Four million Georgians. Five hundred thousand single women. How’s that for a crazy statistic? It’s quite accurate though, and a tragic phenomenon. Because if you’re a Georgian woman, you’re inherently appalled by your fellow male countrymen. Or as one of them (whose boyfriend is Italian) put it plainly: “Georgian women don’t like Georgian men”. (Is it vice versa?) And I guess I can kind of see why? I personally didn’t spot many good looking men when I explored the streets. The tall-dark-and-handsome types you’d expect to see, are everything except that. They don’t seem to care much about their appearance. But then again, why should they? It’s almost like a self-fulfilling prophecy. The girls aren’t looking at them; they’re looking outside the borders for a lover. When they heard Julien Boudet – points if you can spot him in the photo gallery – was among the invitees at Mercedes Benz Fashion Week, they went properly wild, and the requests to meet him were overwhelming. And I don’t blame them… Bravo, Julien.
Anyways, we weren’t all deprived of beauty in Tbilisi. It’s an absolutely incredible city: sometimes modern and architecturally experimental; other times grey, abandoned and Soviet-stark; but in essence quaint and scenic. The old part of town is like a Tim Burton movie set – you’d think the houses are haunted – and the countryside reminds me of Austria or Hungary, with ancient cathedrals and fortresses sitting atop green rolling hills, and small villages nestled in lush valleys with meandering rivers. Georgians ski in winter, and sunbathe on the beaches of the Black Sea in summer. Catherine Baba, one of the other guests, compared “the joy of Georgia” to “a jewelry box”. Apparently Coco Chanel was inspired by the Georgian cross when she designed the original jewelry line.
You can basically see Tbilisi in one day: walk around the old town, take the cable car up the mountain, visit the castle, the baths, the shopping street, have lunch at Gabriadze Cafe, dine at Funicular and you’re done. But there are a few rare treats worth chasing. We had the privilege to sit in on the rehearsals of the Georgian National Ballet Sukhishvili. That was pretty epic. But what’s more? It’s the beautiful, testosterone-laden hub where all the cute boys are hiding – I found them! – the shining, buoyant epicenter of the tall, dark and handsome myth! These guys were phenomenal, like the strident warriors they portray. (Fact: Georgia was in a perpetual state of war for thirteen centuries, fighting off Romans, Arabs, Mongols, Turkomans, Ottomans, Iranians and Russians until its independence in 1918.) And we paid a visit to the studio of Samoseli Pirveli, a private company with the sole purpose of preserving and promoting traditional Georgian costume. The embroiderers are only allowed to work four hours per day, and the coats they make still rock the gun powder holders. I wore one on the last day of Fashion Week – it was a proud moment.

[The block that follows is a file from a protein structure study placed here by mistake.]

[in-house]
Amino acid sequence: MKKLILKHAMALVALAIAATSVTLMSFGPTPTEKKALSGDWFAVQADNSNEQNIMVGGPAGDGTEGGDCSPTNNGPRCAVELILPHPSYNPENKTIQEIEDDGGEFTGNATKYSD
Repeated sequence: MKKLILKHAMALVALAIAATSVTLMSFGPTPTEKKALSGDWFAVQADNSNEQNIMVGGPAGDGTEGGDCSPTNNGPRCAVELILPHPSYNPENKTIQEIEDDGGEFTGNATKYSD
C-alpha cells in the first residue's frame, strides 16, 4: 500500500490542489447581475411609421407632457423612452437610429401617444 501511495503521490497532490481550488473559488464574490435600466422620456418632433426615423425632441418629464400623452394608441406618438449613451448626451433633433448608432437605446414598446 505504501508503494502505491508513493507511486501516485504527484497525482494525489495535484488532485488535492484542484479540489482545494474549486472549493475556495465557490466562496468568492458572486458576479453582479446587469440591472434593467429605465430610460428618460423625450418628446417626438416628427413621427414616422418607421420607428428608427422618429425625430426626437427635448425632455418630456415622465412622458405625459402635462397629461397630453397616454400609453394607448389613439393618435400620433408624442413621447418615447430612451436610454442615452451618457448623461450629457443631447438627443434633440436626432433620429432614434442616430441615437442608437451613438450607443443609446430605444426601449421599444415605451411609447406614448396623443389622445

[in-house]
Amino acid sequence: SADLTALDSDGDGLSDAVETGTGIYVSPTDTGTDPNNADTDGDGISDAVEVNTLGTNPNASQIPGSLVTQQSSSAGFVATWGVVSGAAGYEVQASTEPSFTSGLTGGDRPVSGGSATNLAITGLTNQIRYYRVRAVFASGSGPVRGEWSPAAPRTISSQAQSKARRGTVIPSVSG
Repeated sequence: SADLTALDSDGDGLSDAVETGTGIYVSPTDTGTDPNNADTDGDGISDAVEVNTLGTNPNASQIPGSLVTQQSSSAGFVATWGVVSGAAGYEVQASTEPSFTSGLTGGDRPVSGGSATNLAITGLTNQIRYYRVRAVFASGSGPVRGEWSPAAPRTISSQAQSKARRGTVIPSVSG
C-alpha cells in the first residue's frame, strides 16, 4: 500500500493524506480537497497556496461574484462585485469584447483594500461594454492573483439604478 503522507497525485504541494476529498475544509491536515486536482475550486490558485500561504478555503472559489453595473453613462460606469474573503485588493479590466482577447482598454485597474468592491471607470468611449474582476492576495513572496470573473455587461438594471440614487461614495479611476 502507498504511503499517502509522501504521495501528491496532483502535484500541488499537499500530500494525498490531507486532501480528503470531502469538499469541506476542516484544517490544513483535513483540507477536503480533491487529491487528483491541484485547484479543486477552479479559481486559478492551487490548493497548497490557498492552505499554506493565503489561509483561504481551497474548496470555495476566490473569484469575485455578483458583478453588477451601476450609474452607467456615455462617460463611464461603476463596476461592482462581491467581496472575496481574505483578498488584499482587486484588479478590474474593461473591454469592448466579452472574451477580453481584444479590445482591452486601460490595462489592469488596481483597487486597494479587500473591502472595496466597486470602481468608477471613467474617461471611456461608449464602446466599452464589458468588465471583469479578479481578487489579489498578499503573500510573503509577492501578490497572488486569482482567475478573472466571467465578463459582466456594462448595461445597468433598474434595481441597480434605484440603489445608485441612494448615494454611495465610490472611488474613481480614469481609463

Fashion-wise, Georgia has quite a bit of talent. The overall impression was positive and happy. Unlike their Ukrainian friends, who are essentially dark and avant-garde, Georgian designers love color and youth, in the comfortable footsteps of Marni or Creatures of the Wind. I saw very few body-con silhouettes – everything was boxy, not always flattering or feminine I would say – and besides Datuna very little evening wear. Mercedes Benz Fashion Week showcased twenty-four designers from Georgia and Ukraine. Some of my personal highlights included Materiel, Atelier Kikala, Flow The Label, Eloshi, Litkovskaya and Bessarion. And I discovered a few cute models as well! After I posted the Instagram of Lika I got frantic calls from a few notable agencies in New York… More about that and the looks I chose to style for a shoot on Thursday!
There’s never enough time to see all the sites, but I got a pretty fair idea of Georgia. Its people are ridiculously generous and hospitable. Guests are “god sent” as they say, and are lavished with food, wine and gifts. I gained about five pounds in five days – gasp! The most common ingredients are grapes, pomegranates, zucchini, eggplant, garlic, spinach, walnuts and cheeses. The climate is Southern and agreeable, the religion primarily Orthodox Christian, the language completely incomprehensible, the alphabet even worse, and the prices are low. Georgia’s economy isn’t doing very well, mainly because the country doesn’t have any particularly viable resources, except agriculture. And the kids? They party like it’s 1999. I’d love to come back in the summer and visit the Black Sea and see more of the countryside. But for now, I’m content with the experience and the hundreds of photos and videos I took.
Many thanks to Sofia Tchkonia for inviting me; Tamara and her protocol for being by my side 24/7; my mustached driver for bobbing his head to my music; and Mercedes Benz for the heated seats.